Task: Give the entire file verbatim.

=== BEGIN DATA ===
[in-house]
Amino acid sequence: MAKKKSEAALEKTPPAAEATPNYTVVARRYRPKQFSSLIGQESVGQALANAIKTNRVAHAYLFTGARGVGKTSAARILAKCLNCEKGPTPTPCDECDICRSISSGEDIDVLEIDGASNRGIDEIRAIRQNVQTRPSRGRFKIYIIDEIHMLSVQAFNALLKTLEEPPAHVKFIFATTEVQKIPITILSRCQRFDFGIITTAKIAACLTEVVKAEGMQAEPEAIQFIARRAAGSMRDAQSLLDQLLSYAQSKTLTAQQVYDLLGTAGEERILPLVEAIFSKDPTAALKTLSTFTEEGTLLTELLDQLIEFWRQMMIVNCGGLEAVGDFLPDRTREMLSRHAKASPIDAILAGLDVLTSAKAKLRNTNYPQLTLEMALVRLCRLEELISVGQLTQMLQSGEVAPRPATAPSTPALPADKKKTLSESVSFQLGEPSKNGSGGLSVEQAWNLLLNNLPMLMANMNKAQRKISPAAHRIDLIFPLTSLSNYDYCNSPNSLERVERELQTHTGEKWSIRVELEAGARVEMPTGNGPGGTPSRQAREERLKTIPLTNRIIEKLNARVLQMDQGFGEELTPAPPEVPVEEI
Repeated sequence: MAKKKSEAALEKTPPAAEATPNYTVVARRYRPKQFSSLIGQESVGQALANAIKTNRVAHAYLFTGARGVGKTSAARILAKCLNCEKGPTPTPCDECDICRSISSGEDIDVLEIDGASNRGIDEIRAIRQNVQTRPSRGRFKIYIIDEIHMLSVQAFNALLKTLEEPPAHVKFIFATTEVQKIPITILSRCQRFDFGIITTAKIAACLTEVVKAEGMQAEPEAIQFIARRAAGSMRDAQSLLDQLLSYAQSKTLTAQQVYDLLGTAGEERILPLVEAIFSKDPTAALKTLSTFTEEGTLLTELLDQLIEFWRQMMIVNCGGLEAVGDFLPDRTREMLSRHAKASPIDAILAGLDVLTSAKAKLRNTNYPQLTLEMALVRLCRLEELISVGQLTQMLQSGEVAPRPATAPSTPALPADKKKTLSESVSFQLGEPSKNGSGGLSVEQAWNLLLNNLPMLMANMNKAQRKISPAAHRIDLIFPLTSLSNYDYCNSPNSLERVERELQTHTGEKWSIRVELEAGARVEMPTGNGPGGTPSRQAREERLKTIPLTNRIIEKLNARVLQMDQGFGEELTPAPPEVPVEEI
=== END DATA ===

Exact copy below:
[in-house]
Amino acid sequence: MAKKKSEAALEKTPPAAEATPNYTVVARRYRPKQFSSLIGQESVGQALANAIKTNRVAHAYLFTGARGVGKTSAARILAKCLNCEKGPTPTPCDECDICRSISSGEDIDVLEIDGASNRGIDEIRAIRQNVQTRPSRGRFKIYIIDEIHMLSVQAFNALLKTLEEPPAHVKFIFATTEVQKIPITILSRCQRFDFGIITTAKIAACLTEVVKAEGMQAEPEAIQFIARRAAGSMRDAQSLLDQLLSYAQSKTLTAQQVYDLLGTAGEERILPLVEAIFSKDPTAALKTLSTFTEEGTLLTELLDQLIEFWRQMMIVNCGGLEAVGDFLPDRTREMLSRHAKASPIDAILAGLDVLTSAKAKLRNTNYPQLTLEMALVRLCRLEELISVGQLTQMLQSGEVAPRPATAPSTPALPADKKKTLSESVSFQLGEPSKNGSGGLSVEQAWNLLLNNLPMLMANMNKAQRKISPAAHRIDLIFPLTSLSNYDYCNSPNSLERVERELQTHTGEKWSIRVELEAGARVEMPTGNGPGGTPSRQAREERLKTIPLTNRIIEKLNARVLQMDQGFGEELTPAPPEVPVEEI
Repeated sequence: MAKKKSEAALEKTPPAAEATPNYTVVARRYRPKQFSSLIGQESVGQALANAIKTNRVAHAYLFTGARGVGKTSAARILAKCLNCEKGPTPTPCDECDICRSISSGEDIDVLEIDGASNRGIDEIRAIRQNVQTRPSRGRFKIYIIDEIHMLSVQAFNALLKTLEEPPAHVKFIFATTEVQKIPITILSRCQRFDFGIITTAKIAACLTEVVKAEGMQAEPEAIQFIARRAAGSMRDAQSLLDQLLSYAQSKTLTAQQVYDLLGTAGEERILPLVEAIFSKDPTAALKTLSTFTEEGTLLTELLDQLIEFWRQMMIVNCGGLEAVGDFLPDRTREMLSRHAKASPIDAILAGLDVLTSAKAKLRNTNYPQLTLEMALVRLCRLEELISVGQLTQMLQSGEVAPRPATAPSTPALPADKKKTLSESVSFQLGEPSKNGSGGLSVEQAWNLLLNNLPMLMANMNKAQRKISPAAHRIDLIFPLTSLSNYDYCNSPNSLERVERELQTHTGEKWSIRVELEAGARVEMPTGNGPGGTPSRQAREERLKTIPLTNRIIEKLNARVLQMDQGFGEELTPAPPEVPVEEI